Currently, we are in the dispensation from the First Coming of the Messiah to the Second Coming of the Messiah. At His First Advent, Messiah made a New Covenant with the House of Israel and Judah. That agreement also includes Gentiles. The previous dispensation lasted from the Exodus from Egypt and the Covenant made at Mount Sinai to the First Coming of the Messiah. That dispensation dealt primarily with Israel. The Lord was forming a new nation that would be a light to the other nations. The Lord raised up Moses to deliver Israel out of Egypt. The Lord, working through Moses, created our constitution. He gave many new laws to Israel. The laws provide the framework for Israel’s national life. The Temple at Jerusalem, along with the Levitical priests and the God-ordained sacrifices, which could only be offered at the Temple, provided the means of atonement. Meanwhile, the other nations were still operating under the covenant made with Noah, but also with a new command – that they learn from and bless Israel.
The Relationship Of Messianic Jews
To The Laws Of The Previous Dispensation
- The covenant upon which much of the Torah is based is a broken covenant (there is no Temple and therefore no sacrifices by which we may draw near to God and obtain eternal life). It is impossible to keep all the laws of the Mosaic Covenant today. In addition, most Jews live outside of Israel, and many of the laws only apply to life within Israel.
- The laws that are part of the covenant mediated by Moses are still extremely valuable and relevant. The Torah continues to inform and guide the life of the Jewish people. It teaches us the right things to do and gives us a good way to live. It helps us live an authentic Jewish lifestyle. It helps us remain part of the Holy People. The issue of assimilation is a major problem for Messianic Jews. Historically, Messianic Jewish families that make no effort to live a Jewish lifestyle or to be involved in Jewish evangelism will almost always assimilate and lose their Jewish identity within a couple of generations. The issue of assimilation is something that is addressed in the New Testament. Rabbi Paul commands Messianic Jews to not become uncircumcised (1 Corinthians 7:18), which means not to seek assimilation into the prevailing Gentile culture, but to continue their Jewish way of life.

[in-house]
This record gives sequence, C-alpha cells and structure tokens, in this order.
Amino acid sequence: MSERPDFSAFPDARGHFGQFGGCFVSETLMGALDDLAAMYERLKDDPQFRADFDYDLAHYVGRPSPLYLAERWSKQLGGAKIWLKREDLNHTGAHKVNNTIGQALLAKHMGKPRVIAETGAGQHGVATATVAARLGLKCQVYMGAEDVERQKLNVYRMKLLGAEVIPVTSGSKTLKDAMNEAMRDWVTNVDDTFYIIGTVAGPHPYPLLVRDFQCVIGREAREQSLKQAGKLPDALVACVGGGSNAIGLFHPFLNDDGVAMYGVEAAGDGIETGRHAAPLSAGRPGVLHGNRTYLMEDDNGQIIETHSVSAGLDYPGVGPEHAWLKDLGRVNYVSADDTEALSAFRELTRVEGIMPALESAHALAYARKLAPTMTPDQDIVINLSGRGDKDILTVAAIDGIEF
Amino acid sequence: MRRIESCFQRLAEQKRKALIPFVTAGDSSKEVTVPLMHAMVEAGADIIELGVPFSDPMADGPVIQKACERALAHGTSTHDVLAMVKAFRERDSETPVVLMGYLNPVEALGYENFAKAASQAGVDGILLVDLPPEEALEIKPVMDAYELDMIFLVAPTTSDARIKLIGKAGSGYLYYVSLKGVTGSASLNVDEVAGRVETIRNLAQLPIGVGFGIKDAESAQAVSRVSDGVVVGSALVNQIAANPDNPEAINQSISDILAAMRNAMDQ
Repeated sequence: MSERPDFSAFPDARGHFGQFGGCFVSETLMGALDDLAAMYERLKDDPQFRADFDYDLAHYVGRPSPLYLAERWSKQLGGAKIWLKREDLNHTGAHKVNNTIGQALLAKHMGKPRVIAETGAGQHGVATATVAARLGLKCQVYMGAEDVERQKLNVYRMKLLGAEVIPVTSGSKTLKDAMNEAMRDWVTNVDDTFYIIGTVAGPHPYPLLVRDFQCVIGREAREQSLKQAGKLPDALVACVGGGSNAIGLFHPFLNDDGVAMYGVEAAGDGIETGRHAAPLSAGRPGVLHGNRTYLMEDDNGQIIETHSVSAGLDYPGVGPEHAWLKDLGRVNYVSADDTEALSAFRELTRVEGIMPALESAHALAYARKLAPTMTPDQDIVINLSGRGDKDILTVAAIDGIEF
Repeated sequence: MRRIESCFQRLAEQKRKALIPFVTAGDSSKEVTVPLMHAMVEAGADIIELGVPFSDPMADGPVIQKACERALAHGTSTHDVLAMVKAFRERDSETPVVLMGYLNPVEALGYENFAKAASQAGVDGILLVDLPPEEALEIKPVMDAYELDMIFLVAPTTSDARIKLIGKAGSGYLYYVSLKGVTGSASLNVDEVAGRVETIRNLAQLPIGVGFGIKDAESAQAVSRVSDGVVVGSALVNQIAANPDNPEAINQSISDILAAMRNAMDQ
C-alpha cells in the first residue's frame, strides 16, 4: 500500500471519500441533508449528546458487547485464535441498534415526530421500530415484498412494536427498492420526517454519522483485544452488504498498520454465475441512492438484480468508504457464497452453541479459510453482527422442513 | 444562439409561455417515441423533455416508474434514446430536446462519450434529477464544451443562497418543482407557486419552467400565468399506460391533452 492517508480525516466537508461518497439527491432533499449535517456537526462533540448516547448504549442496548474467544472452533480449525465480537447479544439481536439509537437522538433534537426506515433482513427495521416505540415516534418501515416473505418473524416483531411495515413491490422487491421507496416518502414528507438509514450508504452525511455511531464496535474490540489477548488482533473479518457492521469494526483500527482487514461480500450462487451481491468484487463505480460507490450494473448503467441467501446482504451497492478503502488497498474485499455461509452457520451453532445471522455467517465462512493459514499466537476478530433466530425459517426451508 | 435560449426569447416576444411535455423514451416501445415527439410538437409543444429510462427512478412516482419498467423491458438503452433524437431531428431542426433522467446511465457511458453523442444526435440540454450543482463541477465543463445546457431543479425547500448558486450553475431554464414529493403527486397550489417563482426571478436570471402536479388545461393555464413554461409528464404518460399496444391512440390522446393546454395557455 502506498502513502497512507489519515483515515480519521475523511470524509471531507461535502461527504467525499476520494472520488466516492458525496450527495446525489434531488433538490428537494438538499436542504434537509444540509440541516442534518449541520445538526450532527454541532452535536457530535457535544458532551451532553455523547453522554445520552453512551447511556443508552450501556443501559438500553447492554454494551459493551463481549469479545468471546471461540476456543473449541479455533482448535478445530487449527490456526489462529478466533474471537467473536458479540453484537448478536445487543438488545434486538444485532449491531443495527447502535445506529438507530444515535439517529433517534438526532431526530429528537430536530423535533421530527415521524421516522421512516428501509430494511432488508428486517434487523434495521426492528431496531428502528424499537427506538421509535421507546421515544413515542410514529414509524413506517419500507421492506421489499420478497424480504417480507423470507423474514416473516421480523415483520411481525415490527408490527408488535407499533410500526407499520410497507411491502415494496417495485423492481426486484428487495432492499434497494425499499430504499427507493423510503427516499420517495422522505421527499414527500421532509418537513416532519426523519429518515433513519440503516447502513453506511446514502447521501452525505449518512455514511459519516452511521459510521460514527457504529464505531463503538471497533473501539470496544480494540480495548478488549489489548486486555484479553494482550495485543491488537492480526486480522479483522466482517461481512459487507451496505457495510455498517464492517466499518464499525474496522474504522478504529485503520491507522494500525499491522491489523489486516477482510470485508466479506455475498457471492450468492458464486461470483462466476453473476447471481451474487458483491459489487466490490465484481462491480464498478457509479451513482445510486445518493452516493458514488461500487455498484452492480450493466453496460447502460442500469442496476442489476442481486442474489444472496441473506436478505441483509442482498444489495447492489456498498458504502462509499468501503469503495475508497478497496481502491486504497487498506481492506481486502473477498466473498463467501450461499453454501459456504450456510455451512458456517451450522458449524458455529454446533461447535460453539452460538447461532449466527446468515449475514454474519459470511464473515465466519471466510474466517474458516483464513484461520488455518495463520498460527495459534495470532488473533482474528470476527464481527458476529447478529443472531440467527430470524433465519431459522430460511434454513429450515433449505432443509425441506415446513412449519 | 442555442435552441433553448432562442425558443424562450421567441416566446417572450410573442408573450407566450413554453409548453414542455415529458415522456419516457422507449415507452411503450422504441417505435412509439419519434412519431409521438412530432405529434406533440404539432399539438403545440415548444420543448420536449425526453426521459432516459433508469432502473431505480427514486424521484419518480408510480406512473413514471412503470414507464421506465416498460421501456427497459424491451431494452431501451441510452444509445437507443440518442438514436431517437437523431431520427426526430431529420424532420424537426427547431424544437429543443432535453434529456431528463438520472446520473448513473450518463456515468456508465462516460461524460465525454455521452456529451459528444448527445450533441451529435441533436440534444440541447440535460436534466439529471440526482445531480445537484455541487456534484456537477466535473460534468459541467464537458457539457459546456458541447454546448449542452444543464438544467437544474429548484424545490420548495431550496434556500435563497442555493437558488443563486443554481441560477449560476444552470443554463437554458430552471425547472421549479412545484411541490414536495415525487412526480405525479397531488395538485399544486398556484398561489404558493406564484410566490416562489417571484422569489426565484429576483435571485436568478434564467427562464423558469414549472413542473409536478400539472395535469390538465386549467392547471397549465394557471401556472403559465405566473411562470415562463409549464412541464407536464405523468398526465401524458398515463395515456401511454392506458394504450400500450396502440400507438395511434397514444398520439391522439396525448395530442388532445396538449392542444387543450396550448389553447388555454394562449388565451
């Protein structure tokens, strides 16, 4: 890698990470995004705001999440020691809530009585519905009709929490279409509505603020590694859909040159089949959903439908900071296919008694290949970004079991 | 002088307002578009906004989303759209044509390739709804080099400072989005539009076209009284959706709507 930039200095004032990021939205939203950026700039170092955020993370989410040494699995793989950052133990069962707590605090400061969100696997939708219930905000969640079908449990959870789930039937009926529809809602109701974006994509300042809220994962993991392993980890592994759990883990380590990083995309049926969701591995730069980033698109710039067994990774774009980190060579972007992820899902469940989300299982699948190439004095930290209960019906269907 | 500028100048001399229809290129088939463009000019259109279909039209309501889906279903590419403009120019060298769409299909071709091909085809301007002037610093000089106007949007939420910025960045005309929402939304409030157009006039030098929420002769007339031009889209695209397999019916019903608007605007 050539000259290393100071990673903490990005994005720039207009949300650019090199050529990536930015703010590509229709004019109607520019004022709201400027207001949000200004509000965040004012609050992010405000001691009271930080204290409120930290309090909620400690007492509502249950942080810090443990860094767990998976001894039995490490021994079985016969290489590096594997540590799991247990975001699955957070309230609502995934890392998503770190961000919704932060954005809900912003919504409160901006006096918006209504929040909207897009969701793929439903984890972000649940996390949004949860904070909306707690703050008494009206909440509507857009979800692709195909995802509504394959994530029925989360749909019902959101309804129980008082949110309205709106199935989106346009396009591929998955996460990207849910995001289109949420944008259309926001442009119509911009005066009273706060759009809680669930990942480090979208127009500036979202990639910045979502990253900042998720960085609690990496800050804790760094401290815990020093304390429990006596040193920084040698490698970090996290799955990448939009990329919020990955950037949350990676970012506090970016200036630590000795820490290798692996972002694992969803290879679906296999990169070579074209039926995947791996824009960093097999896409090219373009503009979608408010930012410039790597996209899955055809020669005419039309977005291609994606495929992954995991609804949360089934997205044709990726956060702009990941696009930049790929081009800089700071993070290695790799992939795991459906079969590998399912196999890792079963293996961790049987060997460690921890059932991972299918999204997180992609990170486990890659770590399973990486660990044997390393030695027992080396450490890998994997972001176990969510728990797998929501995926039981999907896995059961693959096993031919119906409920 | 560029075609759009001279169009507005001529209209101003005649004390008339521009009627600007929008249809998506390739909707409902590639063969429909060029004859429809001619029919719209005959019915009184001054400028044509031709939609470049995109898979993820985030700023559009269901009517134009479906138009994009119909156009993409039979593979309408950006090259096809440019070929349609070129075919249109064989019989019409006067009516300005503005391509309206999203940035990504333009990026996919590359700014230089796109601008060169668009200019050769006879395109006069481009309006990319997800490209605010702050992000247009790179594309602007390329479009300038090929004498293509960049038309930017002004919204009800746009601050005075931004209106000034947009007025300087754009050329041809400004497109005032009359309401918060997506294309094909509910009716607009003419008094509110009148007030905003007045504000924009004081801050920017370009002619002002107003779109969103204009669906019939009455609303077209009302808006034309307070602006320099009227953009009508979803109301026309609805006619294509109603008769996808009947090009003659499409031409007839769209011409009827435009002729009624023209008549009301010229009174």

- The Torah is more than the Mosaic Covenant. All of the Word of God, including the New Covenant, is “Torah” (literally, “teaching” or “instruction”).
- The early Messianic Jews had a favorable view of the Torah, and many were zealous to live in accordance with it (see Acts 21:20-26). History documents that Messianic Jews continued to live a distinctly Jewish, Torah-based lifestyle for centuries after the arrival of Messiah Yeshua. There is no incompatibility with being “zealous for the Torah” and being a Messianic Jew.